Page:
Kids who are gay, bisexual or questioning their sexuality may be vulnerable to contemplating suicide at a tender age, a new U.S. government study finds.
It has long been known that teenagers who are part of sexual minorities have a higher risk of suicidal thoughts and behaviors, compared to their heterosexual peers. That includes kids who identify as lesbian, gay, bisexual, transgender or questioning.
Experts say the new findings — published online Sept. 27 in the journal Pediatrics — add another layer: Those kids also start to grapple with suicidal thoughts at a younger age — with an increased risk appearing as early as age 10.
What’s more, they typically progressed more quickly from the “thinking” stage to actually planning for suicide.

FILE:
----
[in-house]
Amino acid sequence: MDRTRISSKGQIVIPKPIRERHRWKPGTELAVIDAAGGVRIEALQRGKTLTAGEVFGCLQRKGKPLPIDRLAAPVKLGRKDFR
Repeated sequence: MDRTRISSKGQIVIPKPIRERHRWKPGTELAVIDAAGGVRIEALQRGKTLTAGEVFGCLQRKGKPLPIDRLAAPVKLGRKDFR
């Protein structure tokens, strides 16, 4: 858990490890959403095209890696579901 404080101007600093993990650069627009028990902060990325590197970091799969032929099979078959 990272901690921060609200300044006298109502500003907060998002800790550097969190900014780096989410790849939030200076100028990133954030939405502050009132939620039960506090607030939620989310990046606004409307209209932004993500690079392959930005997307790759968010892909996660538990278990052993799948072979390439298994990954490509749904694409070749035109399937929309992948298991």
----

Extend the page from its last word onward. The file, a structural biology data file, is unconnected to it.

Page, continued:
“They are at relatively higher risk of suicidality, but the majority of LGBTQ youth do well,” Brian Mustanski, director of the Institute for Sexual and Gender Minority Health and Wellbeing at Northwestern University in Chicago says.
It’s important to recognize the increased risk, and that it begins early, according to Mustanski.
Who’s at risk?
- Kids who have unsupportive parents: Dr. Pamela Murray, from Boston Children’s Hospital and Harvard Medical School, notes that sexual minority kids are “over-represented” among the homeless population specifically because their families rejected them.
- Kids who are bullied: School anti-bullying programs could be one important part of prevention.
Detecting suicidal behavior
Overall, 26% of sexual minority teens say they’ve thought about suicide — double the rate of their heterosexual peers. Similarly, almost 17% had made a